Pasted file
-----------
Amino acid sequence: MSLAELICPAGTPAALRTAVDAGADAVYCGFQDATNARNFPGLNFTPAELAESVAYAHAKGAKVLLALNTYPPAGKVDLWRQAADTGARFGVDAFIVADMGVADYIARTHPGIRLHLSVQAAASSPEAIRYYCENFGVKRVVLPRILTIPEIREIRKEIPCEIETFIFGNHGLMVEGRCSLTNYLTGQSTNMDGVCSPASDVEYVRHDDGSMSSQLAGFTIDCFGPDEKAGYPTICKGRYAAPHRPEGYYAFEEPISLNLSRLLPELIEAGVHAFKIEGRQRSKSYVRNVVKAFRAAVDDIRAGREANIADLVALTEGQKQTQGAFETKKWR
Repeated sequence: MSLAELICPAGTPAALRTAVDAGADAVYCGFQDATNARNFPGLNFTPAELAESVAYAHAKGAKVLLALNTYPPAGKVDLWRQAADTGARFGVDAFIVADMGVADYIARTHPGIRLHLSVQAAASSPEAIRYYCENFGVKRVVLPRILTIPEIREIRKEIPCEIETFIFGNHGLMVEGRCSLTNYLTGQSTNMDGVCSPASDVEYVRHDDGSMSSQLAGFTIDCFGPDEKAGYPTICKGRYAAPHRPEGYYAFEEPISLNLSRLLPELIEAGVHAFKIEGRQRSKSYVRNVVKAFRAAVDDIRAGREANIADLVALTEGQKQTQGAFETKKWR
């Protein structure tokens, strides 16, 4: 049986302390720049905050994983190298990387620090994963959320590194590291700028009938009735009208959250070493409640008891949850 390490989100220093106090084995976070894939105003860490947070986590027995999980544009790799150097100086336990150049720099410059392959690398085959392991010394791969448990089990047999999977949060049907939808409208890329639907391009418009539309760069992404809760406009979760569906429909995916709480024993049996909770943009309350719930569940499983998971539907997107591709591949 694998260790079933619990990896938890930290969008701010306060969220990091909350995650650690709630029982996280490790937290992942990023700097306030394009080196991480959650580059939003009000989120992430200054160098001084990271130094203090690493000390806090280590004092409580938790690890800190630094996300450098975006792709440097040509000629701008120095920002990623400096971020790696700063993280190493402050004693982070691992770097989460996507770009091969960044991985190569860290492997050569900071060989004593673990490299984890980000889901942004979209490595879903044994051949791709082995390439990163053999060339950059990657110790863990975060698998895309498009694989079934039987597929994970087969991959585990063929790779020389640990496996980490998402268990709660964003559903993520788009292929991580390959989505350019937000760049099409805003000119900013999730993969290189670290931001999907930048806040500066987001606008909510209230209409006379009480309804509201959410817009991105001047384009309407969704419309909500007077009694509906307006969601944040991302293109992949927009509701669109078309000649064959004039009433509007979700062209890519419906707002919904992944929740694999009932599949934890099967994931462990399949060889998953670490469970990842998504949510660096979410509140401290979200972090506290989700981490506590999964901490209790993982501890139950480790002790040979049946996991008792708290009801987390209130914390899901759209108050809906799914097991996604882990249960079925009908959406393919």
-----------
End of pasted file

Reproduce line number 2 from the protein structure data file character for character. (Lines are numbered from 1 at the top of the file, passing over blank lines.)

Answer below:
Repeated sequence: MSLAELICPAGTPAALRTAVDAGADAVYCGFQDATNARNFPGLNFTPAELAESVAYAHAKGAKVLLALNTYPPAGKVDLWRQAADTGARFGVDAFIVADMGVADYIARTHPGIRLHLSVQAAASSPEAIRYYCENFGVKRVVLPRILTIPEIREIRKEIPCEIETFIFGNHGLMVEGRCSLTNYLTGQSTNMDGVCSPASDVEYVRHDDGSMSSQLAGFTIDCFGPDEKAGYPTICKGRYAAPHRPEGYYAFEEPISLNLSRLLPELIEAGVHAFKIEGRQRSKSYVRNVVKAFRAAVDDIRAGREANIADLVALTEGQKQTQGAFETKKWR